China says ‘spy’ balloon incident ‘hyped up’; issue overplayed by some American politicians and media to smear Beijing

Both US and Chinese governments have sought to play down the incident, insisting they will keep communication lines open. - Reuters

BEIJING, Feb 4 (The Straits Times/ANN): The threat of a Chinese balloon drifting over the United States has been overplayed by some American politicians and media to smear Beijing, China’s foreign ministry said on Saturday.

The comments come after US Secretary of State Anthony Blinken postponed a trip to Beijing to have taken place on Sunday, in light of the incident and following an outcry from lawmakers led by Republicans who have called on the Pentagon to shoot down the balloon. The US assessed it to have been a spy balloon, while the Chinese maintains it was for meteorological research.

“We have no intention to violate and has never violated the territory or airspace of any sovereign country,” China’s Ministry of Foreign Affairs said in a statement.

“Some politicians and media in the US have hyped it up to attack and smear China. The Chinese side is firmly opposed to that.”

But the ministry also adopted a mollifying tone, calling for contact and communication at all levels to be maintained and adding that it is a responsibility of the diplomatic teams to be able to handle such situations.

The ministry added that no visit had been officially announced by either side, a seeming signal that it was trying to downplay the deferment of Blinken’s trip. “It is the US’ own business to release relevant information, and we respect that.”

In a separate statement, the ministry also said the top diplomats of both countries had spoken on Friday night about dealing with “accidental incidents in a calm and professional manner”.

“In the face of unexpected situations, what both parties need to do is to stay focused, communicate in a timely manner, avoid misjudgments, and manage and control differences,” said the Communist Party of China’s Central Foreign Affairs Commission director Wang Yi.

A balloon flies in the sky over Billings, Montana, US, on Feb 1, 2023.A balloon flies in the sky over Billings, Montana, US, on Feb 1, 2023.

A statement from the US Department of State struck a similar tone, adding that Mr Blinken would visit Beijing “as soon as conditions allow”.

Both governments have sought to play down the incident, insisting that they will continue to keep communication lines open, while China has made a rare admission of error in expressing regret the balloon drifted off course.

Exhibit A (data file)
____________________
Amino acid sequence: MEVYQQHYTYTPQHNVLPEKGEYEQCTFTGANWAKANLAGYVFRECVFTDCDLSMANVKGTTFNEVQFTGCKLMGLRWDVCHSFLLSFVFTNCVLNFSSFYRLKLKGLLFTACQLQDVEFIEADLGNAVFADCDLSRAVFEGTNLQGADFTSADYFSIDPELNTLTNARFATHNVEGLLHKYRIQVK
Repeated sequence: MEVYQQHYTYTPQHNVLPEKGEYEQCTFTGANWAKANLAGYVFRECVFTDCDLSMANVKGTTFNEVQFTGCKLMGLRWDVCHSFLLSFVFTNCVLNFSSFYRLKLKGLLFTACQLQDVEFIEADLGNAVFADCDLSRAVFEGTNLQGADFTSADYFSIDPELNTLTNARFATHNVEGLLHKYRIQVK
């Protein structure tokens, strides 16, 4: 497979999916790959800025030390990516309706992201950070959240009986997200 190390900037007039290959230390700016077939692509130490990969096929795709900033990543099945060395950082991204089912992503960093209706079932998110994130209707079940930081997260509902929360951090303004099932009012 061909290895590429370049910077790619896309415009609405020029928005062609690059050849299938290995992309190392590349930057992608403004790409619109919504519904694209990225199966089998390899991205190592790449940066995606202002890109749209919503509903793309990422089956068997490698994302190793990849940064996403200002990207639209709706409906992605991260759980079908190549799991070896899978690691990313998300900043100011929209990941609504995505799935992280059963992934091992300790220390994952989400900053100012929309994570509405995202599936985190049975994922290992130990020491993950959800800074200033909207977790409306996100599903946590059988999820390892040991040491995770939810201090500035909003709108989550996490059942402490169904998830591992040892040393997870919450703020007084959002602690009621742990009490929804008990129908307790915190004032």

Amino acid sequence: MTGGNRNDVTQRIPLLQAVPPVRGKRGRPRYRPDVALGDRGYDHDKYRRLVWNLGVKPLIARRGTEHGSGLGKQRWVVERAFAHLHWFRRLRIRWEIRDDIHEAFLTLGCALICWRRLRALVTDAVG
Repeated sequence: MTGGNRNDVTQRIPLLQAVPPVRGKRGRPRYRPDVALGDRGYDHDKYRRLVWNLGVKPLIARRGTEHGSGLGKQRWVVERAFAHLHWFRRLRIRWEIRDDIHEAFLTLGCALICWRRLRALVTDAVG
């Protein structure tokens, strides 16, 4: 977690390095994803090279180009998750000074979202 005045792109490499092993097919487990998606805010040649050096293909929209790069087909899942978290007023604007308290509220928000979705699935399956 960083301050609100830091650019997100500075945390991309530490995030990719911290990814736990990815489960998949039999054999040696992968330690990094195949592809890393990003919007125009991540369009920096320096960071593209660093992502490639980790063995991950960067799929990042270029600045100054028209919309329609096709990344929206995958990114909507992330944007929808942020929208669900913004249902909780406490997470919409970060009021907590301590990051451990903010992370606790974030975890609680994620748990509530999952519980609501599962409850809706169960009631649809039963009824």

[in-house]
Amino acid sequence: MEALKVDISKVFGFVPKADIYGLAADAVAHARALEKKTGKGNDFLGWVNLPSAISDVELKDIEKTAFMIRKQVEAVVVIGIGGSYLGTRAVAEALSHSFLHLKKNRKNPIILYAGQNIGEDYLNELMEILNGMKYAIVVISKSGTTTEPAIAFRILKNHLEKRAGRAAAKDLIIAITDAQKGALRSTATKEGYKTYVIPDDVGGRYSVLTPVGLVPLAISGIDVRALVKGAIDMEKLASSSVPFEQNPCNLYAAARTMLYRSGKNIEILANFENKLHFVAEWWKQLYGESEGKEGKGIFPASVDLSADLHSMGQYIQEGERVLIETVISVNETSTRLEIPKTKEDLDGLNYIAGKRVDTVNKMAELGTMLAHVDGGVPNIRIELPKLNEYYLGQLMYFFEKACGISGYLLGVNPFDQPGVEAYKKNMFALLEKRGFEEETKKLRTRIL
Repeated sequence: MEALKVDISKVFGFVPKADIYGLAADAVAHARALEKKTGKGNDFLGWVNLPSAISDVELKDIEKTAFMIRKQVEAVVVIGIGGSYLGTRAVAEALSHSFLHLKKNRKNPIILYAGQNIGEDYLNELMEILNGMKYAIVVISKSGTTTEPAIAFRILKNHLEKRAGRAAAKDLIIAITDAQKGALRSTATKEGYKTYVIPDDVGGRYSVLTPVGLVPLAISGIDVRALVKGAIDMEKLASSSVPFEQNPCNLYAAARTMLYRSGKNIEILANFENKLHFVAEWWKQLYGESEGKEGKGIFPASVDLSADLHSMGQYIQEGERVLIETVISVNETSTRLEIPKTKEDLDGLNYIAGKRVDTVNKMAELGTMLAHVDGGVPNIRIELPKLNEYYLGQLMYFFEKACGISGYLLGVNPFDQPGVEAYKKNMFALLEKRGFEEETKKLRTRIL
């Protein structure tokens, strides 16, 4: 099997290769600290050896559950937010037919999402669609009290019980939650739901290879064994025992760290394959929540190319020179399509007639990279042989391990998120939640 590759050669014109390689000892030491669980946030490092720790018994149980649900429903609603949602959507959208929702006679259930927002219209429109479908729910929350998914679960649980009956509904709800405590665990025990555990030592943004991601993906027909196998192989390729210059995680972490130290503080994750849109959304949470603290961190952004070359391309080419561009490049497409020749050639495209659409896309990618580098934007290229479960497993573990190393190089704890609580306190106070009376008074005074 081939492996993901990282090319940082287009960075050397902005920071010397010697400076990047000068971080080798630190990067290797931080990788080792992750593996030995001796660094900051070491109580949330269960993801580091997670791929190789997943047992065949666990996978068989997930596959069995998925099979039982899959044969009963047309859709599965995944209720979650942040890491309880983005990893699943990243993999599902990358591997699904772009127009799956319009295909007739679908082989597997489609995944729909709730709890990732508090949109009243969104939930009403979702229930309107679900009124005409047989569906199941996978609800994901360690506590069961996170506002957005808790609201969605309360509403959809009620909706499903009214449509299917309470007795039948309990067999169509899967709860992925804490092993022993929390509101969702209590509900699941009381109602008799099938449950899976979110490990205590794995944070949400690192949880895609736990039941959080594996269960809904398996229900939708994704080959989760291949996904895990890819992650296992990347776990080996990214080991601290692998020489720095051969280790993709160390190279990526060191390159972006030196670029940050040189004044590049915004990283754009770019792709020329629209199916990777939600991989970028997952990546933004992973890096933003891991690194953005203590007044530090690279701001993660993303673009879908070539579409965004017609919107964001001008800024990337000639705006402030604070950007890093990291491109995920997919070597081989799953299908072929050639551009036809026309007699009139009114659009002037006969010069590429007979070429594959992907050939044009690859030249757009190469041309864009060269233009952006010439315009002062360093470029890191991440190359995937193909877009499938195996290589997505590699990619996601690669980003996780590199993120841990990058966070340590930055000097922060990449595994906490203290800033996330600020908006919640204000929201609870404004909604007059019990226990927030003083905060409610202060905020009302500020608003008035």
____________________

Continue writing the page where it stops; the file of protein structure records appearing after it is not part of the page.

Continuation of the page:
Beijing insists that the balloon was meteorological research equipment that has deviated from its planned route, but Washington says otherwise.

“We know that it’s a surveillance balloon,” said a Department of Defence spokesman during a media briefing.

The balloon was first spotted earlier this week and had been loitering over Montana, home to intercontinental ballistic missile silos. A Department of Defence official said the balloon posed no intelligence threat and such incursions have happened before.

The incident comes amid hopes for thawing relations between the world’s two largest economies after nearly five years of a bruising trade war and tense diplomatic ties. Blinken was set to have a series of meetings in Beijing early next week, the most senior US politician to have made such a trip since 2018.

If there is any silver lining to the incident, it is that both governments appear to be soothing things over - something impossible as recently as four months ago before Presidents Xi Jinping and Joe Biden met in Bali, said Assistant Professor Dylan Loh of the Public Policy and Global Affairs division in Nanyang Technological University.

And both sides are likely to continue to work towards guard rails in the relationship. But he expects ties to remain turbulent given an expected visit by House Speaker Kevin McCarthy to Taiwan in April. A rescheduled Blinken visit could take place only later in the year.

Professor Shi Yinhong, director of Centre on American Studies at Renmin University, is similarly pessimistic. Given the number of confrontations in recent months, ranging from tensions over Taiwan, an increased military presence in the Philippines to restrictions on semiconductors, there is “little prospect” for any leaps in improving the US-China relation in the short term, he said.

“The increasingly bad situation of US-China relations is too delicate to accommodate even a single ordinary blow. ‘Remarkable and lasting improvement’ (in the relationship) has become something depending almost on (a) miracle,” he said. - The Straits Times/ANN

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China , Spy Balloon , Controversy , Officials , Hyped Up


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